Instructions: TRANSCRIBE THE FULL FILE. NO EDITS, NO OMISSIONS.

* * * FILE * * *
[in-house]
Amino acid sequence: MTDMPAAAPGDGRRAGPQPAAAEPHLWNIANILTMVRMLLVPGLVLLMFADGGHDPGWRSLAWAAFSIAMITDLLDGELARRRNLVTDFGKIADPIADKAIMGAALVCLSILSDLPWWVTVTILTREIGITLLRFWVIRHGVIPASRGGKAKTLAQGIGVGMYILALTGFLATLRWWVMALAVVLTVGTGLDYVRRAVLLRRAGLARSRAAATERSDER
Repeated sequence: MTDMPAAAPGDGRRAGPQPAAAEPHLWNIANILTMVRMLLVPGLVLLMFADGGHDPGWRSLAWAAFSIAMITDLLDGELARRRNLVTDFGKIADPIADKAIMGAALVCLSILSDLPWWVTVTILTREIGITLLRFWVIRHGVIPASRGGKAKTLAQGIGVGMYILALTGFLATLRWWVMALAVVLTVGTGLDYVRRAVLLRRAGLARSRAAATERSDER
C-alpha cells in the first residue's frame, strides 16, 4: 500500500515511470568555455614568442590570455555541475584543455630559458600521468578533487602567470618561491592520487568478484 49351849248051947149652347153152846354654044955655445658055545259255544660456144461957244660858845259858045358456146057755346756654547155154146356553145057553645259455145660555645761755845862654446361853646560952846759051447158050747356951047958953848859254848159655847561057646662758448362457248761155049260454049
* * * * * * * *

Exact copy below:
[in-house]
Amino acid sequence: MTDMPAAAPGDGRRAGPQPAAAEPHLWNIANILTMVRMLLVPGLVLLMFADGGHDPGWRSLAWAAFSIAMITDLLDGELARRRNLVTDFGKIADPIADKAIMGAALVCLSILSDLPWWVTVTILTREIGITLLRFWVIRHGVIPASRGGKAKTLAQGIGVGMYILALTGFLATLRWWVMALAVVLTVGTGLDYVRRAVLLRRAGLARSRAAATERSDER
Repeated sequence: MTDMPAAAPGDGRRAGPQPAAAEPHLWNIANILTMVRMLLVPGLVLLMFADGGHDPGWRSLAWAAFSIAMITDLLDGELARRRNLVTDFGKIADPIADKAIMGAALVCLSILSDLPWWVTVTILTREIGITLLRFWVIRHGVIPASRGGKAKTLAQGIGVGMYILALTGFLATLRWWVMALAVVLTVGTGLDYVRRAVLLRRAGLARSRAAATERSDER
C-alpha cells in the first residue's frame, strides 16, 4: 500500500515511470568555455614568442590570455555541475584543455630559458600521468578533487602567470618561491592520487568478484 49351849248051947149652347153152846354654044955655445658055545259255544660456144461957244660858845259858045358456146057755346756654547155154146356553145057553645259455145660555645761755845862654446361853646560952846759051447158050747356951047958953848859254848159655847561057646662758448362457248761155049260454049